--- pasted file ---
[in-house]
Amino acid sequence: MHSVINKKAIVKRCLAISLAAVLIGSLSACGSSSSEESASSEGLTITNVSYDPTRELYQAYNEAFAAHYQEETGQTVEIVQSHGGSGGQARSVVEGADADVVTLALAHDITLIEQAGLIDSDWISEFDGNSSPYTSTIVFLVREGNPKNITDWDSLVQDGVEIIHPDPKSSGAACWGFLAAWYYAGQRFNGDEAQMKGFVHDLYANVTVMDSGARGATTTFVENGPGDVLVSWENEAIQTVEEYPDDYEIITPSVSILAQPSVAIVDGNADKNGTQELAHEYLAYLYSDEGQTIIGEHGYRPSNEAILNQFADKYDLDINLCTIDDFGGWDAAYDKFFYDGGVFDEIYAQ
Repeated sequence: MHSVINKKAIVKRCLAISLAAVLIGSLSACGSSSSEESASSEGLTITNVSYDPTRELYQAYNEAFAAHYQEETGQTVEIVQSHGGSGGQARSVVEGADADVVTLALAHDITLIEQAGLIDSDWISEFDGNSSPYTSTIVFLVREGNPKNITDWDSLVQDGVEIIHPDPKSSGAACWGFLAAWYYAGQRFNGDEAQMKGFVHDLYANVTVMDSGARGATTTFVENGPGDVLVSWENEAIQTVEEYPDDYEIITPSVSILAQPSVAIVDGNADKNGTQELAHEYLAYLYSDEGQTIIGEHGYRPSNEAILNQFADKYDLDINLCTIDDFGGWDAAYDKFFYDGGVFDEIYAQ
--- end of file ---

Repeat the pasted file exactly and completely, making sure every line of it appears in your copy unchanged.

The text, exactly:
[in-house]
Amino acid sequence: MHSVINKKAIVKRCLAISLAAVLIGSLSACGSSSSEESASSEGLTITNVSYDPTRELYQAYNEAFAAHYQEETGQTVEIVQSHGGSGGQARSVVEGADADVVTLALAHDITLIEQAGLIDSDWISEFDGNSSPYTSTIVFLVREGNPKNITDWDSLVQDGVEIIHPDPKSSGAACWGFLAAWYYAGQRFNGDEAQMKGFVHDLYANVTVMDSGARGATTTFVENGPGDVLVSWENEAIQTVEEYPDDYEIITPSVSILAQPSVAIVDGNADKNGTQELAHEYLAYLYSDEGQTIIGEHGYRPSNEAILNQFADKYDLDINLCTIDDFGGWDAAYDKFFYDGGVFDEIYAQ
Repeated sequence: MHSVINKKAIVKRCLAISLAAVLIGSLSACGSSSSEESASSEGLTITNVSYDPTRELYQAYNEAFAAHYQEETGQTVEIVQSHGGSGGQARSVVEGADADVVTLALAHDITLIEQAGLIDSDWISEFDGNSSPYTSTIVFLVREGNPKNITDWDSLVQDGVEIIHPDPKSSGAACWGFLAAWYYAGQRFNGDEAQMKGFVHDLYANVTVMDSGARGATTTFVENGPGDVLVSWENEAIQTVEEYPDDYEIITPSVSILAQPSVAIVDGNADKNGTQELAHEYLAYLYSDEGQTIIGEHGYRPSNEAILNQFADKYDLDINLCTIDDFGGWDAAYDKFFYDGGVFDEIYAQ